The most talented of the Miami Heat’s point guards, Shabazz Napier, will have to wait his turn before embracing the starting role. Incumbents Mario Chalmers and Norris Cole are more settled leading the offense and, based on his Summer League play, Napier doesn't seem ready to take that on.
A lot more than his bank account balance has changed for Napier since he was drafted to the NBA. When he was traded to the Miami Heat after being drafted by the Charlotte Hornets, Napier thought he would be playing with admirer LeBron James.
He's one of the best players in the world. So if me going there helps him come back, it just betters our chances of being a complete team. But at the end of the day, my job is to get to improve and work on my game so when it comes to the stage where it's my first game, I'm ready to compete, and I'm prepared.
Miami’s situation changed when James left for the Cleveland Cavaliers. In an effort to maintain a competitive team, Pat Riley re-signed the core of those champion squads, including Chalmers.
Now the Heat have all three point guards, providing plenty of depth but also real parity from first- to third-string. From a scoring standpoint, they all deserve a shot at the starting job. But without James, who facilitated so much of Miami’s offense the past four years, the point guard will be relied on more to initiate offense. That is where Chalmers, and to a lesser degree Cole, have the advantage over Napier.
Indeed, Chalmers struggled with just that in the Finals and didn’t do enough scoring to make up for it. Cole has come a long way in his development as a scorer in three seasons but is more of a dynamic scorer and tough defender in the mold of Patrick Beverley than a facilitator.
But if Chalmers and Cole’s ability to lead the offense is inconsistent, Napier’s is nonexistent based on what we saw in Summer League.
In 10 games in Orlando and Las Vegas, Napier showed a penchant for shooting more so than facilitating. He put up 107 shots during Summer League, converting on just 37 (34.6 percent) of them, and went 11-of-48 from the three-point line (22.9 percent). Though he did deliver some highlight passes, he struggled to find teammates consistently, finishing Summer League with 39 assists and 43 turnovers.
That averages out to 9.8 points (on 3.7-of-10.7 shooting), 3.9 assists and 4.3 turnovers per game. His shot selection was wild, and he didn’t seem in control, or often conscious, of where his teammates were in a half-court offense.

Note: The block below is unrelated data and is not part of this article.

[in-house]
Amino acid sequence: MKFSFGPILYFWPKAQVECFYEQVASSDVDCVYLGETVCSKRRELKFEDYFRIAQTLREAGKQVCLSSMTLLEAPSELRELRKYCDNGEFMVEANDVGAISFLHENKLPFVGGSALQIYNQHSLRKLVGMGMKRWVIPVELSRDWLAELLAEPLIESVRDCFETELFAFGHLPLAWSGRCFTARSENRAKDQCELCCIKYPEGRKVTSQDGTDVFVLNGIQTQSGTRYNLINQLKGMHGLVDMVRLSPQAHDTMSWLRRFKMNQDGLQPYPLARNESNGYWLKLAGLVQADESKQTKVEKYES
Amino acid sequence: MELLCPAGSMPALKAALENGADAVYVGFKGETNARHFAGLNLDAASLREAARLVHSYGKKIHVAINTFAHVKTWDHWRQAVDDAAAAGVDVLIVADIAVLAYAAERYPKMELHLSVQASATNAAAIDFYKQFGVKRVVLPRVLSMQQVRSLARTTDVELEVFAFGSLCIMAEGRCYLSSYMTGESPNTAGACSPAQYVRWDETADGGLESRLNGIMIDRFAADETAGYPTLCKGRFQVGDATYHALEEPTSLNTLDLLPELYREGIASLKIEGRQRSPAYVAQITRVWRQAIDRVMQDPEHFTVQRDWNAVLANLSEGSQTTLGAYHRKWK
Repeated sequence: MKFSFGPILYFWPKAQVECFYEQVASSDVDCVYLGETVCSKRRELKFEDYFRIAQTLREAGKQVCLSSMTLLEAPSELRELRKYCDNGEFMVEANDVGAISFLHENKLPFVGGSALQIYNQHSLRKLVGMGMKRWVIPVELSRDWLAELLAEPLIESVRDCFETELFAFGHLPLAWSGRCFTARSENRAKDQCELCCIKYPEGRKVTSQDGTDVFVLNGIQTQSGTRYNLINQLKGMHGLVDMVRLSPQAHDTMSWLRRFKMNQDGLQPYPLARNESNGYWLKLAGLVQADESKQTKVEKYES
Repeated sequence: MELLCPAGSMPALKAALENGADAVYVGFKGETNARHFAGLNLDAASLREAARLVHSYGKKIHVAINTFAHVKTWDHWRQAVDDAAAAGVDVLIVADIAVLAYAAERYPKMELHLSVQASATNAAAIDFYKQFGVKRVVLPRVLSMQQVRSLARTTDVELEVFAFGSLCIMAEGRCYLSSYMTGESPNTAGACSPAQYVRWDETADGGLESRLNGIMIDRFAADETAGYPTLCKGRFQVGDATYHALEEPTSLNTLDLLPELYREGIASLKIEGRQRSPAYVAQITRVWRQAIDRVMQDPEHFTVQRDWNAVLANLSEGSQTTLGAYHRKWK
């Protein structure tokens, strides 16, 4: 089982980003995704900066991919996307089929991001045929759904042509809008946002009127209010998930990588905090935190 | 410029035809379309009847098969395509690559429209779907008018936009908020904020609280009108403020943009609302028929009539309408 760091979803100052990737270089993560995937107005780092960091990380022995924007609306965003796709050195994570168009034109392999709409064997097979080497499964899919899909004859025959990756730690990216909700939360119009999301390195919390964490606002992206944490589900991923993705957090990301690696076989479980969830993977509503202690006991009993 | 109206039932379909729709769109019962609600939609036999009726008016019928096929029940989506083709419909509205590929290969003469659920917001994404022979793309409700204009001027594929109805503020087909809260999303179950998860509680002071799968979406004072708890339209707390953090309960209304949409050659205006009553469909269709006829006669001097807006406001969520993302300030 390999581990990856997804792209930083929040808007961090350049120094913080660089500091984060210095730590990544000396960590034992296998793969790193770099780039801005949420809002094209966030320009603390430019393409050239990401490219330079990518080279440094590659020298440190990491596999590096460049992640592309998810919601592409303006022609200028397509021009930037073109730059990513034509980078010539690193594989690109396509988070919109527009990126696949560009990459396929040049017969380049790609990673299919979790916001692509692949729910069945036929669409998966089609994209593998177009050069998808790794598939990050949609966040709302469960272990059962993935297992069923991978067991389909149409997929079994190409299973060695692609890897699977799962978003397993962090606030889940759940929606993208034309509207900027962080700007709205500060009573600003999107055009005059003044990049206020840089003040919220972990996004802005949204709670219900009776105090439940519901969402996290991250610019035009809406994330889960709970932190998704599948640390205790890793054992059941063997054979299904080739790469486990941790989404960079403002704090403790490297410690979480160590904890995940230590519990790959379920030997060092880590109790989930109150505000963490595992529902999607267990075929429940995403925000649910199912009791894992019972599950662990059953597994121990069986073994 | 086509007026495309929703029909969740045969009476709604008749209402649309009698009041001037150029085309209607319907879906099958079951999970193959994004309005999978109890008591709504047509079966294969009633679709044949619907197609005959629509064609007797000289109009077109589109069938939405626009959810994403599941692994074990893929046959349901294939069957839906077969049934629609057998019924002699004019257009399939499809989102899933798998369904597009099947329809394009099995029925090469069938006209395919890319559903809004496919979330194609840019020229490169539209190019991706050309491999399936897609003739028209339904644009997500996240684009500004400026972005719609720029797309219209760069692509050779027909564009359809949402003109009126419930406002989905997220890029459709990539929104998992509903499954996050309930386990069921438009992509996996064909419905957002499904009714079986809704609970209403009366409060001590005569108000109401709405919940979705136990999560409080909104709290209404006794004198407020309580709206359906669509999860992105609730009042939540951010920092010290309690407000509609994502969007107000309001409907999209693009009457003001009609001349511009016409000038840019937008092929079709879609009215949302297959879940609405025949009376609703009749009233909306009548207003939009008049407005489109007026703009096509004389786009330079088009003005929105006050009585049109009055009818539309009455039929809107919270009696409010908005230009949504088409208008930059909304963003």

Many will write this off, saying Summer League doesn’t matter, but ESPN’s Kevin Pelton did a study on how Summer League play translates to the regular season that says otherwise.
According to Pelton (subscription required), rookie Summer League performance is a strong indication of their regular-season performance.
How a rookie plays in Summer League has a .463 correlation, which is nearly as predictive as their college statistics (.468). That’s a high correlation when you compare it to veterans who previously played in the league.
Veteran players who were in the league the previous season have an even smaller correlation of .101 between 2012 summer performance (as measured by my per-minute win percentage rating) and 2012-13. Once we account for how well these players were projected to play in 2012-13, their summer-league stats have zero predictive value.
This doesn’t mean Napier is a bust. Summer League performance is still far from a definitive indication of real success (remember when Hasheem Thabeet had a 21-point, 14-rebound, six-block game in 2010?).
However, Pelton’s numbers and Napier's struggles indicate that the 23-year-old will need some time to get used to the speed and complexity of the NBA game.
Further applying Pelton's study, Napier's college stats should indicate how he will translate to the NBA, too. He will likely cut down on his turnovers (averaged 2.4 per game at UConn) and will be a stealing machine (1.8 steals per game in college, 2.1 in Summer League).
His advanced stats last season at UConn resemble the comparable Isaiah Thomas' 2013-14 season.
Both players are in the J.R. Smith range of effective field-goal percentage, and their point guard stats (assist percentage, turnover rate, usage and win shares) are nearly identical.
From a scoring standpoint, Thomas and Napier are similarly dynamic. Both score most of their points from mid-range and near the rim and shoot three-pointers at an above-average rate. Most similarly, they both prefer going left.
However, Napier won't likely enjoy the same success that Thomas did his rookie season with the Kings.
Thomas earned the starting point guard spot over Jimmer Fredette, who didn't provide the same level of competition that Chalmers and Cole are sure to. While Thomas got starters minutes, Napier will likely get something nearer to 10-15 minutes per game.
For now, Napier figures to come off the bench as a flash-in-the-pan scorer whom Heat coach Erik Spoelstra can turn to should he have a hot hand.
Heat fans should curb their expectations, especially those who wanted the team to spend for Thomas, Kyle Lowry or Eric Bledsoe. Napier won't fill that void, but he has the talent to reach that level, and he's on a rookie contract (five years, $6.2 million; just $1.2 and $1.3 million his first two seasons).
If Thomas does reach his potential, he will be a far better investment than any free agent the Heat could have signed.
Statistics via basketball-reference.com, contract information via shamsports.com. Follow Wes Goldberg on Twitter @wcgoldberg.
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